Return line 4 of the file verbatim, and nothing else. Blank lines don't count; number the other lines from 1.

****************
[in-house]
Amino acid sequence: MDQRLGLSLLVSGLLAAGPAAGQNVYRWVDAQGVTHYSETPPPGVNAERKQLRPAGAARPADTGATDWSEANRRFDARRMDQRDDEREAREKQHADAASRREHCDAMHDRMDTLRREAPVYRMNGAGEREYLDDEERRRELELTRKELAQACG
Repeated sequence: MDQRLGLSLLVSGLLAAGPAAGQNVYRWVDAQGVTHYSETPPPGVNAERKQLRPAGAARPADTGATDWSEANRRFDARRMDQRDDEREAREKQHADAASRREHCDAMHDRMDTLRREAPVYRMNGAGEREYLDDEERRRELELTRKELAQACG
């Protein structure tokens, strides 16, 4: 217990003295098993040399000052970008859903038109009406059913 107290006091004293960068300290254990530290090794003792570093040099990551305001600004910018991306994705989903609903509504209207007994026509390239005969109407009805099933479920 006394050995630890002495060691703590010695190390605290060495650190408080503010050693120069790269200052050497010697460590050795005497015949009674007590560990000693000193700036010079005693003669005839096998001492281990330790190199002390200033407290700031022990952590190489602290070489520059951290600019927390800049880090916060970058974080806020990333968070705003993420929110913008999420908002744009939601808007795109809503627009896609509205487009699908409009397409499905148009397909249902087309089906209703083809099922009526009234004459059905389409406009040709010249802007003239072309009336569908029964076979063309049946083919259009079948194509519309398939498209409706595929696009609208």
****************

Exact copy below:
């Protein structure tokens, strides 16, 4: 217990003295098993040399000052970008859903038109009406059913 107290006091004293960068300290254990530290090794003792570093040099990551305001600004910018991306994705989903609903509504209207007994026509390239005969109407009805099933479920 006394050995630890002495060691703590010695190390605290060495650190408080503010050693120069790269200052050497010697460590050795005497015949009674007590560990000693000193700036010079005693003669005839096998001492281990330790190199002390200033407290700031022990952590190489602290070489520059951290600019927390800049880090916060970058974080806020990333968070705003993420929110913008999420908002744009939601808007795109809503627009896609509205487009699908409009397409499905148009397909249902087309089906209703083809099922009526009234004459059905389409406009040709010249802007003239072309009336569908029964076979063309049946083919259009079948194509519309398939498209409706595929696009609208």